continued from page 18

credits include David Lachapelle’s “Rize” (2005), “Every Little Step” (2008) and “Crank: High Voltage” (2009). Villena made the leap into directing with “Any One of Us.” Next came “Giving Voice” on Netflix, and most recently Dear Rider.

Board game brunch

Saturday, March 18, 9:30 a.m.-2:30 p.m.

Join Friendly Tabletop Gamers of Essex and Beyond in the digital lab and play some awesome games while meeting new people. This event is best suited for teens and adults over 18.

Music of Another World: ‘Music in Terezin’

Wednesday, March 22, 1:15-2:30 p.m.

Germany in the 1930s restricted many aspects of its citizens’ lives, such as only allowing segregated orchestras. Terezin was a concentration camp in Bohemia. Lois Price, a library staffer and musician, will offer recordings prisoners were permitted to play. Upcoming: April 26, “Music of the Ghettos.”

Evening book group

Thursday, March 23, 6-7 p.m.

Discuss the novel “She’s Not There: A Life in Two Genders” by Jennifer Finney Boylan. Boylan captures the universal sense of feeling uncomfortable and out of sorts with the world and misunder-

stood by her peers and her family. Both in-person and on Zoom.

Concert series: Jenni & The Jazz Junketeers

Saturday, March 25, noon-1 p.m.

“Celebrating Women in Music” in honor of Women’s History Month. Jenni’s full, smooth voice offers an ideal format for American jazz classics, as well as, blues, swing and funk music. The Jazz Junketeers include Felix Anderson, drums, Glendon Ingalls, bass, and Bob Levinson, guitar. No registration. Doors open 20 minutes before the free event.

Legislative forum

Monday, March 27, 6:30-8 p.m. Join representatives Emilie Krasnow, Martin Lalonde, Kate Nugent, Noah Hyman and Brian Minier and Sen. Tom Chittenden to discuss what’s being debated in the Statehouse.

Italian book club

Monday, March 27, 10:15-11:15 a.m.

“Giovinette: Le Calciatrici Che Sfidarono Il Duce” by Federica Seneghini.

of improving coordination of services across Chittenden County, and we’d like your help!


Bryan, co-producer, leads and oversees the team at Red Bull Media, which produced the Burton film.

Cox, the film’s co-producer, spent 25 years as Burton Snowboards sales rep in the Midwest. Moderating this discussion is

Copley, a 20-year Burton veteran as the pro team manager and announcer for the U.S. Open at Stratton. Virtual doors to the museum open and the discussion begins at 7 p.m. A $10 donation from each guest is encouraged.

Buying and shopping locally helps independent businesses,


The Other Paper • March 9, 2023 • Page 19 FREE SEMINAR & DINNER Limited seats available– Call NOW (802) 878-8330 Wednesday March 15th @ 4:00PM Do you have the causes of peripheral neuropathy the dangers of typically prescribed medications how to stop nerve damage how our protocol can provide relief You will learn... 205 Cornerstone Dr Williston, VT
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Chances are what you need is available through local online ordering and curbside pickup or delivery. Our entire community is depending on your support.

The barn across the road from the house

Connect the Dots

We were walking down a wooded trail in Little River State Park in Waterbury to see some old stonework that a friend had found near her backcountry campsite. Through the brush ahead, a six-foot-tall stone wall appeared, and as we got nearer, we could see that it was a large, three-sided shape.

It had all the features of a 19th-century bank barn foundation. When my friend asked why it was in the woods by itself, I said it probably wasn’t and we should look for the remains of the old farmhouse that had once gone with it. I suggested we look first on the other side of the trail, which looked like the old road. As we crossed the road and pushed through the brush there, the stonelined cellar hole opened in front of our feet, as I had predicted.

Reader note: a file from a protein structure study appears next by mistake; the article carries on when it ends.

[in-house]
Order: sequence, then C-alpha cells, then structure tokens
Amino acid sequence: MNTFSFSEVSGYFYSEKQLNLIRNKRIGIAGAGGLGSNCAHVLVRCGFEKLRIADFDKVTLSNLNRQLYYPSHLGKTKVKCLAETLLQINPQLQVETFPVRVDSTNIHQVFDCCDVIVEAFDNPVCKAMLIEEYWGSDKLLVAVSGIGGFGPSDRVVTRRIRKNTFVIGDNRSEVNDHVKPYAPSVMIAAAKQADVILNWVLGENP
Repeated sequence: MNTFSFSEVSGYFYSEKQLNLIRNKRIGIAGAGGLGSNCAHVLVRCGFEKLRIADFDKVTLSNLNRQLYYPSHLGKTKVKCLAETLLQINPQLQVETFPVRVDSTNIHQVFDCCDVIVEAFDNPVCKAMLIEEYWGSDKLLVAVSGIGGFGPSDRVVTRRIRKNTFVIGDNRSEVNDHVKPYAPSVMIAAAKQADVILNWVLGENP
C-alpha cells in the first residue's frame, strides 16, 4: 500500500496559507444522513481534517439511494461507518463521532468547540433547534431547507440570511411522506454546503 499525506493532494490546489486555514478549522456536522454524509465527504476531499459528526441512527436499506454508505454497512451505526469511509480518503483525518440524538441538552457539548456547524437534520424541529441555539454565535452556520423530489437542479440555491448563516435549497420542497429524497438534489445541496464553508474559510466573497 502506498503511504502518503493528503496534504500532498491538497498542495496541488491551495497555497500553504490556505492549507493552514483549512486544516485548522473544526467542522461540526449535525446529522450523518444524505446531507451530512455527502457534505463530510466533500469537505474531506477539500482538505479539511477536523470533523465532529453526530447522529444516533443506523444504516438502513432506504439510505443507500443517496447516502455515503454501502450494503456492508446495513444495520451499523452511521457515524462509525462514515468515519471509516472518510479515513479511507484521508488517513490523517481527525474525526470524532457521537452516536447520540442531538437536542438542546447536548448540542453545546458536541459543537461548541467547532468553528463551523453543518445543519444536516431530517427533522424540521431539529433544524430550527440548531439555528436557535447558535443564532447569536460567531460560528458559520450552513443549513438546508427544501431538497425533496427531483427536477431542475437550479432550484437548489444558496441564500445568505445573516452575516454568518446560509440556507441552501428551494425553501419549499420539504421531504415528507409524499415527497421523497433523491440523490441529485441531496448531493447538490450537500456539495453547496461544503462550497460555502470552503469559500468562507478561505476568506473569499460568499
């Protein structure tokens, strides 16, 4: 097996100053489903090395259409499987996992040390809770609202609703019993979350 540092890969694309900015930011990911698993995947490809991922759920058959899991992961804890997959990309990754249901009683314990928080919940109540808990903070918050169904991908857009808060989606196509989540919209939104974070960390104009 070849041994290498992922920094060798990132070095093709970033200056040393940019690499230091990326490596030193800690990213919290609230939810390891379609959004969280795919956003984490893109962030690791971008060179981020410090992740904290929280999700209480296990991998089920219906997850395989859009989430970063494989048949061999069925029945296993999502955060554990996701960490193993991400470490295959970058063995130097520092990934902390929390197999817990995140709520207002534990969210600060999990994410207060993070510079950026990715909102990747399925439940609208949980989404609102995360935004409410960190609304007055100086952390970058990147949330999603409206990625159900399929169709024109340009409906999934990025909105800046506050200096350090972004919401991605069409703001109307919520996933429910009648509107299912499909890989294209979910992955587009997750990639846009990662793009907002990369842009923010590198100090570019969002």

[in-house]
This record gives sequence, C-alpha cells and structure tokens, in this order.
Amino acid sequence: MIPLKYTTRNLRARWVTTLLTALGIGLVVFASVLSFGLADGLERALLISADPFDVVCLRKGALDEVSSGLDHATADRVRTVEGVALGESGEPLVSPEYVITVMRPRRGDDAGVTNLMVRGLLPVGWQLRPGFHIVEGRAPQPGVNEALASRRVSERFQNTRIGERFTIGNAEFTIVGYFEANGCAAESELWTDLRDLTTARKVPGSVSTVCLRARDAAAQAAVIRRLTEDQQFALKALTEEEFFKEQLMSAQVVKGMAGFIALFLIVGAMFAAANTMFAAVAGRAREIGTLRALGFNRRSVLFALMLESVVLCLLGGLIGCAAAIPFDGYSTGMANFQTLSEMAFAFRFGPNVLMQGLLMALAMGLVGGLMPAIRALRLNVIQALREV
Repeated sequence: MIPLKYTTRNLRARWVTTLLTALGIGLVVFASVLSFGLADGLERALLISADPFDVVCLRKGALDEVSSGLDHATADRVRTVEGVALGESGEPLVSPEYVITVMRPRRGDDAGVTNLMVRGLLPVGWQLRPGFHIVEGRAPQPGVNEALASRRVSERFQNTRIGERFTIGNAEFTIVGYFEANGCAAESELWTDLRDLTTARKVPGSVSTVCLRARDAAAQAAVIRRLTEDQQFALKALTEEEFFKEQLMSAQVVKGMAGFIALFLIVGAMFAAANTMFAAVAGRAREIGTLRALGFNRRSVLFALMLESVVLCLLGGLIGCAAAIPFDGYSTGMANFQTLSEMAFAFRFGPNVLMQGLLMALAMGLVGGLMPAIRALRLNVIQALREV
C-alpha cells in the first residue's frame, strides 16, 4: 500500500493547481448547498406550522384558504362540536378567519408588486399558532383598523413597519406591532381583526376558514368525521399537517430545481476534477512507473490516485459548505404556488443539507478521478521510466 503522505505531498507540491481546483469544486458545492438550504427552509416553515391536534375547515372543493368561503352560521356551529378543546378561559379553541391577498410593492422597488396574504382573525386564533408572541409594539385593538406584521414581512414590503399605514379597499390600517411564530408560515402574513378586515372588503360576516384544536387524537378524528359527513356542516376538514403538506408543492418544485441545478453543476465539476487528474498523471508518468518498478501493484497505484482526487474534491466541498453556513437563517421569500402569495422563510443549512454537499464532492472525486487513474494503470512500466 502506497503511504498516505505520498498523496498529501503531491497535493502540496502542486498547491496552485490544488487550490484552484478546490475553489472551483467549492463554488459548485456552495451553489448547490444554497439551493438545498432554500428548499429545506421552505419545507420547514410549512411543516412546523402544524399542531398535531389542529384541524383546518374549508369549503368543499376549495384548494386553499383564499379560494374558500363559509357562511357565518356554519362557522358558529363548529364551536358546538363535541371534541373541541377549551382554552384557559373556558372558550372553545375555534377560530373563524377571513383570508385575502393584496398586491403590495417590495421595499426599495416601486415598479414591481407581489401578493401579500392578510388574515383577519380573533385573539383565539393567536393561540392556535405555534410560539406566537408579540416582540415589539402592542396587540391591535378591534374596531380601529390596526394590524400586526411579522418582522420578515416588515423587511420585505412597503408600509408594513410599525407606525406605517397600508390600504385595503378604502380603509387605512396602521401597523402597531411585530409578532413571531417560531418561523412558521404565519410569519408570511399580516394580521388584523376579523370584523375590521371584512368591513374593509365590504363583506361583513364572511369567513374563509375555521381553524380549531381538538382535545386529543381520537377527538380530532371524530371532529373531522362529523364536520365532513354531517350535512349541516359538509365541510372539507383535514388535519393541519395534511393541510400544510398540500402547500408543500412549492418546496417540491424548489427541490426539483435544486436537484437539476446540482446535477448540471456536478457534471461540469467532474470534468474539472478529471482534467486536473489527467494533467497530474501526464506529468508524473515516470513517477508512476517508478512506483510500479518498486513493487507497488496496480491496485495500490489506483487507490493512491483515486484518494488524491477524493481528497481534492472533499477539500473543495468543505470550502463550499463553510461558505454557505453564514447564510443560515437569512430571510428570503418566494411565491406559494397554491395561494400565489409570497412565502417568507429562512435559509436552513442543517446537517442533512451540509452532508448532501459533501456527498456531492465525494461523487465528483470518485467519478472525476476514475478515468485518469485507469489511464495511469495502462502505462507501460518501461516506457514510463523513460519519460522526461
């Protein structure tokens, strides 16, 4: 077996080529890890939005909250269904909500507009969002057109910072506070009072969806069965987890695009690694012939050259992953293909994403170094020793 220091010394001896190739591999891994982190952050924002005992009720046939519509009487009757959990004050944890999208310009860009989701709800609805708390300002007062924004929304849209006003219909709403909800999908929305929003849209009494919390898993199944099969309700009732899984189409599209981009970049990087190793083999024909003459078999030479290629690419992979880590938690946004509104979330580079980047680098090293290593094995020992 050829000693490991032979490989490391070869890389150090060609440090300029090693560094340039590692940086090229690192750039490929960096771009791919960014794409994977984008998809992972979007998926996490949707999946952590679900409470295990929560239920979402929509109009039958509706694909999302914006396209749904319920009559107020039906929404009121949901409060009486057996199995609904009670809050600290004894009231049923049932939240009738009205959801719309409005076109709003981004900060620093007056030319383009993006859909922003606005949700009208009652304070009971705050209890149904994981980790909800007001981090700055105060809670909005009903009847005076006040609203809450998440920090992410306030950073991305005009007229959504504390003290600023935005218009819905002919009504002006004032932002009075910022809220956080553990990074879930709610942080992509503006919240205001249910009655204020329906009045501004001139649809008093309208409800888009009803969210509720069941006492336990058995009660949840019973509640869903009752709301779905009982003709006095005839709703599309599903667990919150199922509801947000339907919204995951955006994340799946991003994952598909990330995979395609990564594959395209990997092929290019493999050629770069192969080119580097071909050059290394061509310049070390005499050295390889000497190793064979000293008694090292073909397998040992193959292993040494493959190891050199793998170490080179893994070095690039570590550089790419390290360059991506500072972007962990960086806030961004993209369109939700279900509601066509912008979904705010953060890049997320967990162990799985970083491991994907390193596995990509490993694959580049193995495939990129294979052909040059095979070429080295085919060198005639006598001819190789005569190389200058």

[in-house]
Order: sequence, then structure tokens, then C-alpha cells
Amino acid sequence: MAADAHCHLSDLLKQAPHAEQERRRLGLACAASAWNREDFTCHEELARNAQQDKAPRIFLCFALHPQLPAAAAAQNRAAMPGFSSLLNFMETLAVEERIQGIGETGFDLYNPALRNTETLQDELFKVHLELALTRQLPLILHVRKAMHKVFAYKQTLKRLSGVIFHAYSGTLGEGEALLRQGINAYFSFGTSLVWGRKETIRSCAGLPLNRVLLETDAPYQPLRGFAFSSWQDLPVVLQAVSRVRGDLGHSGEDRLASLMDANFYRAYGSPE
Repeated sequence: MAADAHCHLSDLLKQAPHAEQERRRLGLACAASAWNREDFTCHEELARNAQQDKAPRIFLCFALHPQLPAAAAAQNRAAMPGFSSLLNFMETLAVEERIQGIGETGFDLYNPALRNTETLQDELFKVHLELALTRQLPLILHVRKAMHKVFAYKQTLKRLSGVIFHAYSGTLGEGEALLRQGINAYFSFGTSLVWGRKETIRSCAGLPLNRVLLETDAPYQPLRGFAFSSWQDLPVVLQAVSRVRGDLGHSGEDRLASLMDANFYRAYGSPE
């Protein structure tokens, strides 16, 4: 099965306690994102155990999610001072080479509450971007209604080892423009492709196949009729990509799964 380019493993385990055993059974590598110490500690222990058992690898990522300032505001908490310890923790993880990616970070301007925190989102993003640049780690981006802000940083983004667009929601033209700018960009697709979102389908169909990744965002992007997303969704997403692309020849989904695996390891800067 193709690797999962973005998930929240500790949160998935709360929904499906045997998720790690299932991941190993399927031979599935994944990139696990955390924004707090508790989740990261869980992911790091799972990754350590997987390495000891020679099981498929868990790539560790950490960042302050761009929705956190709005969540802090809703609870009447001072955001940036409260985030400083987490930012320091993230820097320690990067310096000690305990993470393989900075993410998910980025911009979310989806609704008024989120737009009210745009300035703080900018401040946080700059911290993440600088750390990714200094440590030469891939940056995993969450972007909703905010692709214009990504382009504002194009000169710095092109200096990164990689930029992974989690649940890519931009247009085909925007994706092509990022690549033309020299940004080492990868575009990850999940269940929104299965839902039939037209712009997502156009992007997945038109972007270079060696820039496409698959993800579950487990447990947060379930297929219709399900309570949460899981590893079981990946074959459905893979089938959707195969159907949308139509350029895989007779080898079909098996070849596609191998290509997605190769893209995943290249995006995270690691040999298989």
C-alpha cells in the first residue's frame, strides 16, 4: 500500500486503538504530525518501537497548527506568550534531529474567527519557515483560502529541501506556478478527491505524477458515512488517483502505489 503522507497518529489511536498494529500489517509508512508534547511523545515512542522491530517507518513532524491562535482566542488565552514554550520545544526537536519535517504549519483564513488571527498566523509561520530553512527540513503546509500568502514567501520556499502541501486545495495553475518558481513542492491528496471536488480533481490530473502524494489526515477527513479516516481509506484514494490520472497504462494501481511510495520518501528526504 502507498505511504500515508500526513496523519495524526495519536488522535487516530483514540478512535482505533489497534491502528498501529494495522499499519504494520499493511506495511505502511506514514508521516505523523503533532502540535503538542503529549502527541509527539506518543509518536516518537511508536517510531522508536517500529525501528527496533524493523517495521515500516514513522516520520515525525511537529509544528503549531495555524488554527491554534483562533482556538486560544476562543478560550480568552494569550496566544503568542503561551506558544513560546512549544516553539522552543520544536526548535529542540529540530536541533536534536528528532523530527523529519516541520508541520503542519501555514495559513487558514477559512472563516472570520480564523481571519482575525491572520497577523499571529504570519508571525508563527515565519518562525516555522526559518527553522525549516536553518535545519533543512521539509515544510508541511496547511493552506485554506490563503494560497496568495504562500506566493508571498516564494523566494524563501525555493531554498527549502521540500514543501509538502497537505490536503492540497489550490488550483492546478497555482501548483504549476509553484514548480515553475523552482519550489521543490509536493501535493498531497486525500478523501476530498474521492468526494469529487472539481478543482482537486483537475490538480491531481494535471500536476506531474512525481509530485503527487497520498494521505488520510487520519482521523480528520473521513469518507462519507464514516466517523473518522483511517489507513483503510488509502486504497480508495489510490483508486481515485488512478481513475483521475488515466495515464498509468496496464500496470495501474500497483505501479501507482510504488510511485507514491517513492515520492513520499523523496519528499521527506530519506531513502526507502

The pattern of building the farmhouse and the barn next to the road but across from each other was very common in western Vermont in the 19th century, and many examples remain today.

Page 20 • March 9, 2023 • The Other Paper WEDDINGS reen ountain GM WEDDINGS towe S • Member of the Vermont Associateion of Wedding Professionals With interesting, fun and smart information and stunning photography and design, couples look to our magazine to plan their wedding in northern and central Vermont. • A destination-wedding guide to the best wedding vendors • Focused on the iconic central and northern Vermont regions • Distribution at select retailers and industry experts, newsstands and online • Each display ad includes a wedding directory listing To advertise in the 2023/2024 weddings magazine, please contact; Stowe Reporter/News & Citizen, 802.253.2101; Shelburne News/The Citizen, 802.985.3091; or The Other Paper, 802.864.6670 DEADLINE FOR ADVERTISING: APRIL 1, 2023 recently married or engaged in the green mountains ? want to be featured ? email:
A 19th-century barn across the road from the farmhouse on a back road in Hinesburg. See CONNECT
DOTS on page


March 21 - April 20

A development may have you feeling a bit down, Aries. That is only temporary, though, as your mood and circumstances will rebound in no time at all.


April 21 - May 21

Taurus, people you encounter this week may be exceptionally stubborn, so you may need to avoid confrontations. Keep your emotions in check as best as you can.


May 22 - June 21

Gemini, the weather may not be suitable for getting much done outdoors, but you can certainly stay busy inside the house with any projects you have been putting off.


June 22 - July 22

This is a great opportunity for getting rid of any clutter that has been holding you back, Cancer. Start sorting through the garage or cleaning out a desk at work.